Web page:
Regarding the criticism made to the V1, I have had a V1 camera for some 4 years and I am very happy with it.  I agree the battery runs fast but the autofocus is very good and actually was the fastest at the time;  overheating has never been a problem (and I live in Spain where it can be very hot during the summer).  To note that I also have a Nikon D700 and a Nikon 810, apart from many lenses and adapters that I also use with the V1 (Nikon´equipment compatibility is remarkable)  In my opinion, the mirrorless "department" is far from being the strongest of Nikon´s:  the sensor is probably too small, the design of the camera - already in its 3rd version - is not yet perfected,  the V1 lacked a flash and a fragrantly missing ISO command, the V3 lacks a view finder.  While I would agree the V1 is certainly not the best mirroless camera, I strongly disagree in calling it cheap shit.  I can show the latest photos I made with it just one month ago to prove it is still a worthy camera to have.  I just hope the V4 has a design incorporating everything it should have had from the beginning.  

I see from reading the specs that this camera (KeyMission 80) is limited to 29 minuntes recording; it is not clear whether this is a bettery or design limitation, but assume the latter (there is a silly EU limitation on the classification of cameras, and the taxes that apply; most manufacturers prefer to not have their cameras classified as "camcorders").

29 minutes is a huge drawback for my intended use (we shoot three Panasonic G6 bodies that have no design limit, recording time-wise and can record up to card and battery power lengths, typically 2.5 hours). We shoot multicam and sync in post.

IF the battery is able to be changed, then no major problem. If the unit has to be recharged before recording its 29 minutes, then we have a problem.

Hi Kit,

Thanks for reading! The 4GB/29-minute recording length limitation might be a function of the camera's file system if it uses FAT32. Nikon likely disabled recording longer than this for the fact that the camera might overheat, based on the literature they have given us. I'm in agreement with you, the 29-minute maximum clip length is an unfortunate limitation, but one that may have been necessary as well, and not just to skirt European video camera taxes. Another wrinkle is the battery life. Nikon's spec sheet reports that continuous video recording will yield a ~40-minute battery life, but, as the battery is integrated, you wouldn't be able to pop it out to replace it with a fresh one. So even if you wanted to record for longer than 29 minutes, you wouldn't get much farther.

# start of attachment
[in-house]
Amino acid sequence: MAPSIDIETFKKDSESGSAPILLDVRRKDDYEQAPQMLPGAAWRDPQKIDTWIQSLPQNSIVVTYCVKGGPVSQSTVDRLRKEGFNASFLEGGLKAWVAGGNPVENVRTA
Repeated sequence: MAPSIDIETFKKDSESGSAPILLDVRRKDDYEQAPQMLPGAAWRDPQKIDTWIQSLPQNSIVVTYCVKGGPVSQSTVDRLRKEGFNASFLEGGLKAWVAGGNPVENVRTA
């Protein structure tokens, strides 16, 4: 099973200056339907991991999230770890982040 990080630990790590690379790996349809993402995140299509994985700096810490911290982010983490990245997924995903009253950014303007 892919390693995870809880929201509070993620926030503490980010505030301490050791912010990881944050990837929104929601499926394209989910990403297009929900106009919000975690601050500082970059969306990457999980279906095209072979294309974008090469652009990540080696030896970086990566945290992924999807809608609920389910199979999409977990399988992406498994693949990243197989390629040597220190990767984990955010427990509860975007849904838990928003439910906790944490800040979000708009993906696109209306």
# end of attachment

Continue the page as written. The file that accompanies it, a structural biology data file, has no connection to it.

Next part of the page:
You may want to look into the KeyMission 170, it has no recording limit (other than the size of your memory card), promises a longer battery life of ~60 minutes, plus the batteries are swappable and readily available. It's pretty small, and may be what you are looking for.

I hope you find what you need, and happy shooting!

The "KeyMission" 80 may be perfect for a use I have been looking for a camera for. I make exercise videos; we master in 1080p/30, and compress to 720p/30 for our Vimeo on Demand channel. Some of our exercises use partner support (to get into the best alignment); to be able to see how these corrections will be done, from the 'corrector's' perspective, will be very useful, and an unuque view.

The 25° EFOV is perfect for these applications. 

My questions: what is the longest recording time (I assume it depends on the card, and is not a fixed 30 minute limit that many cameras have)?

Will Nikon design and build a light body harness?

Can the camera be switched on while attached magnetically (if the 80 features this)?

The size and shape are far better than the GoPros, for this use. I am definitely interested.

movies are typicaly shot with a 20:1 ratio so 240 minutes will yeaild about 12 mins of footage and that may be a good day

for comparison

Lord of the Rings Fellow ship of the ringaling had a 500:1 ratio ... 



Yeah but it may take 4 hours of footage to get two minutes of awesome!

Why is it that they can keep improving the image quality and rugedness of these action cameras but can't do anything to improve battery life. Those of us in endurance sports are always hung out to dry. When most of the things you want to shoot are in excess of 4 hours these 1.5 hour batteries are a pain in the butt. 

Shorten your activity to 1.4 hours and you will be fine.

Yoda is right. NOBODY cares to see ANY 4 hour movie of ANYTHING, period!

Samsung tried to rush battery improvement in the Note 7. You see how that turned out.